May 7, 2004

Remember liner notes?

Here's a ripe example of just one sentence in a much longer expanse of writing:
Back to the drum opening--12:8, 6:8, 9:8, 3:4--whatever musical stenographers may care to title what the composer heard in his head, is part of a very old idea that someday all good music will return from its assorted labels which inhibit it with fashions, styles, and certain celebrated rhythms of pounding exactness that lead this composer to believe that either the musician or the audience playing or liking such repeated debuts of so-called musical inventions must be nuts to need drums, bass, guitar, and piano to pound out the already too obvious time night after night 'til actually if sanity can't be sustained one begins to like it without twisting or even dancing, popping fingers, or at least working out one's frenzy in ye old brass bed mama.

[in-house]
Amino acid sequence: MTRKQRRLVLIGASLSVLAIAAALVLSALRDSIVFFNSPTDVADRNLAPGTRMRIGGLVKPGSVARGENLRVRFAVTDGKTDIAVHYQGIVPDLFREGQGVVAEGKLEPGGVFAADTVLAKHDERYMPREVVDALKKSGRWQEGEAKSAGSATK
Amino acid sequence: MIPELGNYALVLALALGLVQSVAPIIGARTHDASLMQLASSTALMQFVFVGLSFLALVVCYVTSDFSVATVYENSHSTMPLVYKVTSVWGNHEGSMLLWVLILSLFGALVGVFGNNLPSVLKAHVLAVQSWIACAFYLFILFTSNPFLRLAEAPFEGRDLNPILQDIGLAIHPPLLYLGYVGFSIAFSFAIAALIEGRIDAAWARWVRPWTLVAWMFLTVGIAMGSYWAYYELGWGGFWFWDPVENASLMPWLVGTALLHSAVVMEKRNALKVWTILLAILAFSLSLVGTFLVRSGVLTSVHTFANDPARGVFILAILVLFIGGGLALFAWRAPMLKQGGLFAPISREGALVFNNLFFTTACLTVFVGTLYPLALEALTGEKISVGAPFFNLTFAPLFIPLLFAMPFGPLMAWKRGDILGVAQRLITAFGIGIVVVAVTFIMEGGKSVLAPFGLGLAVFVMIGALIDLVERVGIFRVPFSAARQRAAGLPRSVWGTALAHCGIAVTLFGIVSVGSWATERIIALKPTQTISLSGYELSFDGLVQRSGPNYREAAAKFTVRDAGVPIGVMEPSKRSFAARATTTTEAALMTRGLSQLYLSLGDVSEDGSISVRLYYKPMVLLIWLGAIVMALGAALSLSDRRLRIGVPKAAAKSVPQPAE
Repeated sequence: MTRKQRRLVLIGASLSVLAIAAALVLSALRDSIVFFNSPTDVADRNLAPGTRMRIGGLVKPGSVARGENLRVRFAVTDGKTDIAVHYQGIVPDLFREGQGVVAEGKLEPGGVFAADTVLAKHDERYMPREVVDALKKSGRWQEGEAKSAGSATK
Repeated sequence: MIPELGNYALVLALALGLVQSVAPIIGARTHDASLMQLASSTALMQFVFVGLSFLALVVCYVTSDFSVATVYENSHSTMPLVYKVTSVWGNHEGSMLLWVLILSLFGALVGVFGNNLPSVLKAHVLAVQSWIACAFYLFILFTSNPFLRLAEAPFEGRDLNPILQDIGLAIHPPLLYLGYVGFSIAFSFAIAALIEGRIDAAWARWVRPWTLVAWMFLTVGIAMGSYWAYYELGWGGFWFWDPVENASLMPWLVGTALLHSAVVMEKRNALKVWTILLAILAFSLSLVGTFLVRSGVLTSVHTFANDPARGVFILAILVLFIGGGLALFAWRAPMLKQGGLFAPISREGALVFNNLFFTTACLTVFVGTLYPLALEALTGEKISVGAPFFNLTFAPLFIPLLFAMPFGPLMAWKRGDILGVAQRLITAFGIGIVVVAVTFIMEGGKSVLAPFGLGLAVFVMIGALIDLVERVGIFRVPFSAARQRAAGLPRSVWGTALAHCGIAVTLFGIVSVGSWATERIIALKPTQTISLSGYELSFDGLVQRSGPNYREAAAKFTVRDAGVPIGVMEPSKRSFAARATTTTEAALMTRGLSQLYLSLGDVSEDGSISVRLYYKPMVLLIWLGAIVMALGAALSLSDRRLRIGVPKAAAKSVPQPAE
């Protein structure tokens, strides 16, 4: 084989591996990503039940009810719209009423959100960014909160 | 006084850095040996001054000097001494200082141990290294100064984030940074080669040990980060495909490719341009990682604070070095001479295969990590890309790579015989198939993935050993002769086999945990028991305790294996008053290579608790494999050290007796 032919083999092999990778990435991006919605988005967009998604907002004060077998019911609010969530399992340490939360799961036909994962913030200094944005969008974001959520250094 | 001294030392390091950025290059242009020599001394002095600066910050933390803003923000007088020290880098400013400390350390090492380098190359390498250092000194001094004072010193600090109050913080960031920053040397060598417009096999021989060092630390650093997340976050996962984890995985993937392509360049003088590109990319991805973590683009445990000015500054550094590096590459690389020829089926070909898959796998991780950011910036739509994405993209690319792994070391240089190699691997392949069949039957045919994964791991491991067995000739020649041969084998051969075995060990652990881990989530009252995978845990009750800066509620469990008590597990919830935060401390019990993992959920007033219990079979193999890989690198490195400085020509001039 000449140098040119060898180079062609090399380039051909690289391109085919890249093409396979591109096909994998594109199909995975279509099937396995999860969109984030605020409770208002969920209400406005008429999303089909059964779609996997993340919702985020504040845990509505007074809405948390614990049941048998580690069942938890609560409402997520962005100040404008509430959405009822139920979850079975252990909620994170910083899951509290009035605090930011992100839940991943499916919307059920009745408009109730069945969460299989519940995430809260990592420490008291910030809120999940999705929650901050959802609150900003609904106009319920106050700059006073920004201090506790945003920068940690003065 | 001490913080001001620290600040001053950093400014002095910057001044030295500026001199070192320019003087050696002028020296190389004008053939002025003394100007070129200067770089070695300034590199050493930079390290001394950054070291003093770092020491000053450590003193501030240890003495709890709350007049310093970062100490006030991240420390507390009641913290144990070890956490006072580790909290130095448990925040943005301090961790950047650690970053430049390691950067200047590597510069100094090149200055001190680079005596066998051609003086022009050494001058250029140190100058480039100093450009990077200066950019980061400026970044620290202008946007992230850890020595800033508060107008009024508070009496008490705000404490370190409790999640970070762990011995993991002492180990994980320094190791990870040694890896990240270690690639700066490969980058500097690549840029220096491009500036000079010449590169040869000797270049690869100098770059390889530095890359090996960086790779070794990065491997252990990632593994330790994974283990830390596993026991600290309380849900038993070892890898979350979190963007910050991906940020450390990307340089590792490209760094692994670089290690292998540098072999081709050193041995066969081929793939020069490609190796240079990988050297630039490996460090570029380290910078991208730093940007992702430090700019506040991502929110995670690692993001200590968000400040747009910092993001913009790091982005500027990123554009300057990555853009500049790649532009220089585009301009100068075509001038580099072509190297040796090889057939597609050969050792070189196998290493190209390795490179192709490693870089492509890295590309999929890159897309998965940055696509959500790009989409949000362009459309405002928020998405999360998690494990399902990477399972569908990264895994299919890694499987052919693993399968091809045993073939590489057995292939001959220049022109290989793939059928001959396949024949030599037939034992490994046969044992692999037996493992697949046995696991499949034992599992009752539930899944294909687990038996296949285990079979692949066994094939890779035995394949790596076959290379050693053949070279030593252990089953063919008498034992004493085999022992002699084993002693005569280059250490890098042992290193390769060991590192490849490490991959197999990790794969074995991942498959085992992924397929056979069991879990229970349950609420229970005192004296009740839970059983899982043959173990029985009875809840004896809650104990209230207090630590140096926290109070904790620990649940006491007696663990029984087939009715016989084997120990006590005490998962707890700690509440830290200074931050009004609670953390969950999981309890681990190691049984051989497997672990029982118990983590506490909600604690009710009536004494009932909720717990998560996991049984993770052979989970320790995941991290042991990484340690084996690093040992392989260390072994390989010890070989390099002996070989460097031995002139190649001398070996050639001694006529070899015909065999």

That's Charles Mingus, writing about this. Which is "absolutely essential," according to this. Thanks to John for pointing that out. And buying the CD.